Let us say a new gym member wants a gym coach to train for the first. So what would be correct:

The coach agreed to give the client a workout.

The coach agreed to give the client a training.

Tell me please what is the natural way say that!

  • To use "train", it would be simpler to say, "The coach agreed to train the client."
    – fixer1234
    Sep 9, 2018 at 15:51
  • 1
    @fixer1234: Or if you wanted to be clear that this was a one time thing, something like "The coach agreed to give the client an initial training session."
    – jamesqf
    Sep 9, 2018 at 17:21

2 Answers 2


The first sentence (workout) would be fine if the workout is a single training session.

If you look up training in the Cambridge Dictionary, you will see that it says noun U: the U means that it is uncountable. With uncountable nouns, you don't use the indefinite article a, so your second sentence is incorrect as it stands.

If you want to talk about a single session, you could say a training session. If the training might over several sessions, you could say some training.

  • Yes, a training session, or a workout.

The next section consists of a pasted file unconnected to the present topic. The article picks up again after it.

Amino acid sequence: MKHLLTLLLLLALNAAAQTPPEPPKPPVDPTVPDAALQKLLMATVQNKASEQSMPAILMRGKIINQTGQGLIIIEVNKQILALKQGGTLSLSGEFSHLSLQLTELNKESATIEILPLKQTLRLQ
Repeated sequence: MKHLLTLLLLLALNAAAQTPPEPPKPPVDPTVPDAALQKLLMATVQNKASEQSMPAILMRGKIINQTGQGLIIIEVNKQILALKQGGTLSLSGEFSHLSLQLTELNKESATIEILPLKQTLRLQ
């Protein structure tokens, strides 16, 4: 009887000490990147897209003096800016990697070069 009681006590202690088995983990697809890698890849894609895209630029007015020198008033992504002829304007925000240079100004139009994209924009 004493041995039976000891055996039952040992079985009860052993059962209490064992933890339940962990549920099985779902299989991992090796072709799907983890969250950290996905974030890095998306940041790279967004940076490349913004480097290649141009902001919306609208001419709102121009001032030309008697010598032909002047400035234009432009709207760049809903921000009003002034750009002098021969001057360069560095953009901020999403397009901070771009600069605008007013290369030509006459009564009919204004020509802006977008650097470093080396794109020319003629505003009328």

– Lambie
    Sep 9, 2018 at 14:28
  • 1
    “To give someone a workout” maybe should be avoided because that specific choice of words can have another (slang - sexual) meaning.
    – James
    Sep 9, 2018 at 17:44
  • @James Well, yes,but here it is OK I would think. To oversee a workout. To help with a workout.
    – Lambie
    Sep 9, 2018 at 19:05
  • Agree with @Lambie in this context it’s fine, just be aware of the other meaning.
    – James
    Sep 9, 2018 at 19:13

We don't normally say a training since it is non-count, but a training session or simply training.

  • Would you actually say "The coach agreed to give the client training."?
    – JavaLatte
    Sep 9, 2018 at 13:42
  • @JavaLatte: I think in OP's context (judging from earlier questions asked) the coach is an exercise coach, and in that context I don't see anything amiss with The coach agreed to give the client training but I'm not sure of the exact context. Perhaps The coach agreed to give the prospective client a free introductory training session.
    – TimR
    Sep 9, 2018 at 14:24
  • We never say "a training" in any event.
    – Lambie
    Sep 9, 2018 at 14:27

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